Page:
Poll: One in five take their laptops on vacation

Along with 80% who said they bring along their cell phones, survey shows going on vacation no longer means being out of the electronic loop.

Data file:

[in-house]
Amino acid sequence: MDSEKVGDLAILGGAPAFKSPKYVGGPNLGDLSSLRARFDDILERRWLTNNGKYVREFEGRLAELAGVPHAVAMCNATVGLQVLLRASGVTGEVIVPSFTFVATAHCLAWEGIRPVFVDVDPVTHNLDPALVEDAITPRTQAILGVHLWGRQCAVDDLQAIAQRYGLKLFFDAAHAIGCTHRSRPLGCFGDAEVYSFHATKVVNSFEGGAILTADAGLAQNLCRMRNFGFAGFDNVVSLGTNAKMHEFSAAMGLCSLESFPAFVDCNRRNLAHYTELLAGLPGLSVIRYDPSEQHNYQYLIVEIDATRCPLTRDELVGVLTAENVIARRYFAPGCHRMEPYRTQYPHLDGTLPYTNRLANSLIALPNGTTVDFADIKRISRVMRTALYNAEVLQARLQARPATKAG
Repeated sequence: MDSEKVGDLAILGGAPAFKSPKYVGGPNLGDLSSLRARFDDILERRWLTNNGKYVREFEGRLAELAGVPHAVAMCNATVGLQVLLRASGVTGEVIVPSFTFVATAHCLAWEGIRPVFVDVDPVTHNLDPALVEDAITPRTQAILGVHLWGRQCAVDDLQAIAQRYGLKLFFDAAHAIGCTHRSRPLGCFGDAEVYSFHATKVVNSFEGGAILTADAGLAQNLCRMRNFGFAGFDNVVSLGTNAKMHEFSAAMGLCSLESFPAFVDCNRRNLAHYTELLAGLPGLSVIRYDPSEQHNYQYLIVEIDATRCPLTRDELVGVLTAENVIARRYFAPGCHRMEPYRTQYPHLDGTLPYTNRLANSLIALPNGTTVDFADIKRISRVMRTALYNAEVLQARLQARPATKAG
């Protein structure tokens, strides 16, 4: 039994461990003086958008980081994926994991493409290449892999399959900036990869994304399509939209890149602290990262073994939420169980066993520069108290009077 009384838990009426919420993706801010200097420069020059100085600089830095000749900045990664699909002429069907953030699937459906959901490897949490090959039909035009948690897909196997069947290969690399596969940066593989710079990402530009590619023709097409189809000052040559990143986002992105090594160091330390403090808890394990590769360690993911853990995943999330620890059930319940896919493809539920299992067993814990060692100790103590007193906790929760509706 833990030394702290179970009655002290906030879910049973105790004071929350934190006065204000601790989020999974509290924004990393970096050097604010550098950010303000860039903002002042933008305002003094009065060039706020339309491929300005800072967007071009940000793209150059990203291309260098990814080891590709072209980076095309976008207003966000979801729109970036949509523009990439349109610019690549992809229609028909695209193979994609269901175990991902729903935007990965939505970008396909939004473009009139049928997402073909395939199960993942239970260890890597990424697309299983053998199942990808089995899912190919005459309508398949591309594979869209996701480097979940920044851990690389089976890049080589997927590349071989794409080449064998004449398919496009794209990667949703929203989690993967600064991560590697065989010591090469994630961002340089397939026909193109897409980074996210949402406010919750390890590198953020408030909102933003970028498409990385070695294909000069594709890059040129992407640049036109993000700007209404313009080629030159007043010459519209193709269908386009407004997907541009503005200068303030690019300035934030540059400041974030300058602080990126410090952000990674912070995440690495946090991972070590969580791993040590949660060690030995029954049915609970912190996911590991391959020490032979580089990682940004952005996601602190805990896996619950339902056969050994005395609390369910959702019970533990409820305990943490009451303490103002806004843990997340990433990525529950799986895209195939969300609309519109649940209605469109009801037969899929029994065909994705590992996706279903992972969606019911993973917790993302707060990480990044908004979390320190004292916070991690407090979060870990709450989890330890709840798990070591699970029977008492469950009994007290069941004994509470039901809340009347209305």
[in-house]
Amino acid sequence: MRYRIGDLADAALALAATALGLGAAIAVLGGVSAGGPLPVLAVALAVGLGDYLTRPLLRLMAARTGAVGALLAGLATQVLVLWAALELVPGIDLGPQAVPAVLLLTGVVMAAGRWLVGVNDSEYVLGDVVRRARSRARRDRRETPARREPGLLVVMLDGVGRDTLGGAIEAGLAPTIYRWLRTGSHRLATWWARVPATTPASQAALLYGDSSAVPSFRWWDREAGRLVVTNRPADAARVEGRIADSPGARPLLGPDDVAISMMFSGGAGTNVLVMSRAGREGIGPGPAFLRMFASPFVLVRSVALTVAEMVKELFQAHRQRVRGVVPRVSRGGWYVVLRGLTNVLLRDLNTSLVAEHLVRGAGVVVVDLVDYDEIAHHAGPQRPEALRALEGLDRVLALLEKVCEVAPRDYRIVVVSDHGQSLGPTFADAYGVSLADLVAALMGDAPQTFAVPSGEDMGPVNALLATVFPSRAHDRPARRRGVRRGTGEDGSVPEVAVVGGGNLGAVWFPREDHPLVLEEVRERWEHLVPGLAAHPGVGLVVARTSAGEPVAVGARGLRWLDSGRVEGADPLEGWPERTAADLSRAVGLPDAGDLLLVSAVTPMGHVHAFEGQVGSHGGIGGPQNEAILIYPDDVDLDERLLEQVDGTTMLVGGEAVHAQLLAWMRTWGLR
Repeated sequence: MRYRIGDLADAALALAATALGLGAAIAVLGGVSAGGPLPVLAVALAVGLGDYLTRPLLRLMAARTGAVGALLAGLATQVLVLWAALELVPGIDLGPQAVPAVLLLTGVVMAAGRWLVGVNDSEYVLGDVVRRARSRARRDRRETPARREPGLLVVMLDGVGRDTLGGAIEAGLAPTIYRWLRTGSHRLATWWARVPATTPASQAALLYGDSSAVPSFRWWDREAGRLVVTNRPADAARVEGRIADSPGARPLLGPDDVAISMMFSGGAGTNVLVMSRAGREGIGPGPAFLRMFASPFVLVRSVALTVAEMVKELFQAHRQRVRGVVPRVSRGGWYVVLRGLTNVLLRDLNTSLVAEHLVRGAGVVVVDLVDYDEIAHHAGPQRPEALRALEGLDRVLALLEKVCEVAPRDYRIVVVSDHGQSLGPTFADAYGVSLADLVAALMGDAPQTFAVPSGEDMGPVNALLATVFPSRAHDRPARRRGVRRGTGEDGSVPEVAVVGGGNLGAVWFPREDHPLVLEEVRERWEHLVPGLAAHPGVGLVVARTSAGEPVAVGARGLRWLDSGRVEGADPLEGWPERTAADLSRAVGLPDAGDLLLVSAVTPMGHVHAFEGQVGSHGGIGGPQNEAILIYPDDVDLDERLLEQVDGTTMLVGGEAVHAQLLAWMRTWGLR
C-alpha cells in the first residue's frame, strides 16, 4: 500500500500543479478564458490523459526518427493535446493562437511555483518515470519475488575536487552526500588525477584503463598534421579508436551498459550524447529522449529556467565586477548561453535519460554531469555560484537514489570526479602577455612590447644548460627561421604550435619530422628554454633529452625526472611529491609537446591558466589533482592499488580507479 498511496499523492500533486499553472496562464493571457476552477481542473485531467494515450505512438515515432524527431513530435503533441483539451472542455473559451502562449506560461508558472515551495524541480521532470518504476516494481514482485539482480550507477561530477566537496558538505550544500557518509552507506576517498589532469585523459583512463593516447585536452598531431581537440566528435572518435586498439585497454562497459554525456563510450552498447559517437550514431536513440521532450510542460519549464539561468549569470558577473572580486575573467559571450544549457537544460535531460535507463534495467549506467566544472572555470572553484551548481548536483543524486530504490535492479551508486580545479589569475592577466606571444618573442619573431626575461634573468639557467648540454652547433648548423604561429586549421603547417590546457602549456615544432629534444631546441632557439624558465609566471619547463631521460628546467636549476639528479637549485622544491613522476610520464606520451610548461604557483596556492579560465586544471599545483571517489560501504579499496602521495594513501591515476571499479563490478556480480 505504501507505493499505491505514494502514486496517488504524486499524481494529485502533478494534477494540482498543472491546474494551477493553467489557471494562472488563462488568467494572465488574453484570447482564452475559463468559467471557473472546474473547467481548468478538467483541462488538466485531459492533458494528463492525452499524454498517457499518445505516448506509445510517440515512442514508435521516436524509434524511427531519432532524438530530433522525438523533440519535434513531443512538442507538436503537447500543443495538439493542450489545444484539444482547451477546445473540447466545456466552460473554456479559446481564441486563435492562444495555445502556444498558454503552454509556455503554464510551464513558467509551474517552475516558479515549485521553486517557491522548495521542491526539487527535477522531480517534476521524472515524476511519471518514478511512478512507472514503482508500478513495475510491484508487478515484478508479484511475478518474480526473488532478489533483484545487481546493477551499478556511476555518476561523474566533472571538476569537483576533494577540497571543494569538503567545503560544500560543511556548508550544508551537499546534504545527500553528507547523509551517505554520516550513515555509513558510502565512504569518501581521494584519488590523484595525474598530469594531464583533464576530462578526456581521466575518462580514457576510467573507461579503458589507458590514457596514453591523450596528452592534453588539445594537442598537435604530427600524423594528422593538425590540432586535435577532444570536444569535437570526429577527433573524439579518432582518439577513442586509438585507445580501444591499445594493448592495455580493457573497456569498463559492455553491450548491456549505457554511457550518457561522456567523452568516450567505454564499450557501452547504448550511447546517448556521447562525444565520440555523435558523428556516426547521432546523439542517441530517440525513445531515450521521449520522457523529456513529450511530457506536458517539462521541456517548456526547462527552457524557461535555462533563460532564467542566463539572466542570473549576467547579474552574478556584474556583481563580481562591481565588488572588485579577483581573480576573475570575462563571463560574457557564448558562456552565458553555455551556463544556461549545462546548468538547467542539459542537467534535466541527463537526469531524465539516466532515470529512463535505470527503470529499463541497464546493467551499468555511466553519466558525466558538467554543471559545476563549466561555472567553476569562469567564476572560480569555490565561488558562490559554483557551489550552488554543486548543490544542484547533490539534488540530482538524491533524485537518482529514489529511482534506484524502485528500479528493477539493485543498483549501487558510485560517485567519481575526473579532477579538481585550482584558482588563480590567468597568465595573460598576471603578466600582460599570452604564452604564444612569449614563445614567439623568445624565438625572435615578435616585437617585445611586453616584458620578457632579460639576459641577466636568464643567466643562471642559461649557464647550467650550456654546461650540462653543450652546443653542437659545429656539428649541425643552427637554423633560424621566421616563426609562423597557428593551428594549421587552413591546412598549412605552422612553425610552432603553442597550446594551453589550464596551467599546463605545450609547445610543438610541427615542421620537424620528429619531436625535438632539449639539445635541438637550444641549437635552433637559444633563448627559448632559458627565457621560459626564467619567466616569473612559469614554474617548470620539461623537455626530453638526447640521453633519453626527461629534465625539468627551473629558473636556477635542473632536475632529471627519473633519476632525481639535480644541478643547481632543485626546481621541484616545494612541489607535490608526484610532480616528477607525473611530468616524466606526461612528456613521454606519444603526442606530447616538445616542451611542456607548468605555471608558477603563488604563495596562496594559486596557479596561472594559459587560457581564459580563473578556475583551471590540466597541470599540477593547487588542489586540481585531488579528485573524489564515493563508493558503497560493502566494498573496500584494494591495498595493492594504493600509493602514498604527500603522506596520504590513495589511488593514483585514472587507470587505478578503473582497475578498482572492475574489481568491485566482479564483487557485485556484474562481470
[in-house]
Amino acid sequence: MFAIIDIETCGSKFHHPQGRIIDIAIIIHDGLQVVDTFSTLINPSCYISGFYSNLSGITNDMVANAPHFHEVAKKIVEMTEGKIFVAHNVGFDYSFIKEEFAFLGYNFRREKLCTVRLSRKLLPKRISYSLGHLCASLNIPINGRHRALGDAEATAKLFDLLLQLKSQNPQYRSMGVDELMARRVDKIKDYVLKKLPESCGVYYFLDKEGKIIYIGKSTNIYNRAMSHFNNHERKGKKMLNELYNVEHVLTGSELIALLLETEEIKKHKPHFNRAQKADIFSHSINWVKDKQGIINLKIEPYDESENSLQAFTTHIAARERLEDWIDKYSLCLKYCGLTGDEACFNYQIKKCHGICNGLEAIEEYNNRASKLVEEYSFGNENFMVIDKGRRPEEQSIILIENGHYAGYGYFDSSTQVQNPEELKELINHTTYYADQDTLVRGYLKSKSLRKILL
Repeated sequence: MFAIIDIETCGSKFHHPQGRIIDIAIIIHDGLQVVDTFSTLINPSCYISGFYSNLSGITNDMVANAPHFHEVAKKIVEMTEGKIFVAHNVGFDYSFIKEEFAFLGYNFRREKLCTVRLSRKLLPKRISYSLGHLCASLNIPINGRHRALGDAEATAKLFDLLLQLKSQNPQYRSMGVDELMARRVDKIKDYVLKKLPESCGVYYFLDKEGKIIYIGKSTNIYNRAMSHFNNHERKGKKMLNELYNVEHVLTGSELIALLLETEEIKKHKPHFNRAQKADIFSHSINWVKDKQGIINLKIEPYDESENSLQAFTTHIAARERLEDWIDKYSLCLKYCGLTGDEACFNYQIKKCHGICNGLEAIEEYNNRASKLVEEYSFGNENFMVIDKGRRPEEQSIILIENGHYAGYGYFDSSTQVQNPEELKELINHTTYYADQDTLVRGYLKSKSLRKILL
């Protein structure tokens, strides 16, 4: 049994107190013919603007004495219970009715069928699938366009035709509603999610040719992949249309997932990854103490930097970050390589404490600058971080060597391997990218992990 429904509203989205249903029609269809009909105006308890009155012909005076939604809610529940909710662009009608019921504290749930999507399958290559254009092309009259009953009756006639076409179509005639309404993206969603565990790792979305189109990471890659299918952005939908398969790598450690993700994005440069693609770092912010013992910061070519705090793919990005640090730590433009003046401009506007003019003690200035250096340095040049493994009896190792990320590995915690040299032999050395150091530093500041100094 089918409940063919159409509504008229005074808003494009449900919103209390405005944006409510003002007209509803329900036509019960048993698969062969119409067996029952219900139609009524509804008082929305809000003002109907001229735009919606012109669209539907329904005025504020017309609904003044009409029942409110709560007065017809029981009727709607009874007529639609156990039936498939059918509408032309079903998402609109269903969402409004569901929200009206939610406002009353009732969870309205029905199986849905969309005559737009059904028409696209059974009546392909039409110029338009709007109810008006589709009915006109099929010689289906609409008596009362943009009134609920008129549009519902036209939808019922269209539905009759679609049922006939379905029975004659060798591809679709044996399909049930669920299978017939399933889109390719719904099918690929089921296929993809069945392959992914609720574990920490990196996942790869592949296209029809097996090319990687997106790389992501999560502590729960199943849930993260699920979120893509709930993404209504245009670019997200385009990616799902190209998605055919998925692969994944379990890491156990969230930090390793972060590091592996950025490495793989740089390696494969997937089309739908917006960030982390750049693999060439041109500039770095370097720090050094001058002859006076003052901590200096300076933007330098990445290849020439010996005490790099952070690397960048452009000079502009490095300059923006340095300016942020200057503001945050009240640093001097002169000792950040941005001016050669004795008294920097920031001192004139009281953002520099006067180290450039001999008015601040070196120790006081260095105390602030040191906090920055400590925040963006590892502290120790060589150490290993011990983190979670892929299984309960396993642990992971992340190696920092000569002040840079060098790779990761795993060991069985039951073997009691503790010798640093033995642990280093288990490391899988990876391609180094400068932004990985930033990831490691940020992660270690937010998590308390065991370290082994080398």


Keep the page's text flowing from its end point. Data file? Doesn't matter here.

Sun block. Beach umbrella. Laptop. One in five people toted laptop computers on their most recent vacations, an AP-Ipsos poll released Friday said. Along with the 80 percent who said they brought along their cell phones, the survey shows going on vacation no longer means being out of the electronic loop. Sizable numbers are interrupting their unwinding time to check in at the office and, even more so, to keep up with the social buzz. About one in five said they did some work while vacationing, and about the same number checked office messages or called in to see how things were going, the poll showed. Twice as many checked their e-mail, while 50 percent kept up with other personal messages like voice mail. The credit - or culprit, depending on one's view - is in part today's array of devices that can easily keep people digitally tethered to workplaces, friends and family. The electronic gear was most commonly brought along by younger people - one in four below age 40 brought laptops, compared to 15 percent of those 50 to 64 and even less for older people. Reasons vacationers performed work-related tasks include an expectation that they be available; a worry about missing important information; or in some cases the enjoyment of staying involved, according to analysts and some of those surveyed. "I'm the final guy, so I make sure my customers are happy," said Don Schneider, 43, a plumbing contractor from Buena Park, Calif., who also runs an online business that supplies video equipment for plumbers. Schneider says he limits his holiday check-ins to about a half-hour daily and tries to do it unobtrusively so he won't annoy family and friends, making calls from his hotel room or car. Nineteen percent said they worked on their vacation even though they were technically off. Twenty percent said they checked work messages like voice mail, and another 15 percent said they called to check in. "It's like a cloud hanging over my head until I get it done," Lee Ann Harrison, 37, a third-grade teacher from Halls, Tenn., said of the work she did on a family trip to Southaven, Miss., for her young son's baseball team. She said she found herself grading papers "between games, somewhere in the shade." Men - particularly white men - were the likeliest to have checked for messages or worked while on vacation. Higher educated and higher-earning people were also likelier to do work-related tasks, in part reflecting the demands of professional or managerial jobs. "Increasingly, especially when you're in a managerial sort of role, it's very difficult to walk away from the job totally given the communications technology we have today," said Suzanne Bianchi, who chairs the University of Maryland's sociology department and said she checks in about weekly while off. Some, like attorney Barry Eisenson, 64, of Hollywood, Fla., said it would probably be more stressful not to check in while away. He said he stayed in touch with his office during a cruise to Alaska last year but had trouble getting through while sailing off the state's panhandle, "so I rested." People under age 40 were likeliest to check their personal e-mails, voice mails or other messages from vacation spots. But people checking for work-related messages tended to be a bit older, perhaps reflecting the greater work responsibilities that can come with age. "Men in their late 40s and early 50s, middle managers, feel they can't afford to miss something, and a vacation is secondary to them in terms of importance," said Geoffrey Godbey, professor of leisure studies at Penn State University. The AP-Ipsos poll had not previously asked about people's work habits while on vacation. A Fox News-Opinion Dynamics poll in August 2005 had comparable figures to the AP's on those checking in from vacation. "There are a lot of things about work that are very pleasurable," John Robinson, a University of Maryland sociologist who has studied time use, said of staying in touch with work during vacation. "The question is, is it something you want to do or feel obligated to do?" Overall, about six in 10 in the AP-Ipsos poll said they were planning a vacation trip in the next year, with men a bit likelier than women to express that expectation. About half said they had taken one in the last year. Seven in 10 women and half of men said they had read a book on their last vacation. About three in four men, and six in 10 women, said they had read a newspaper. The AP-Ipsos poll was conducted from May 15 to 17 and included telephone interviews with 1,000 randomly chosen adults. It has a margin of sampling error of plus or minus 3 percentage points.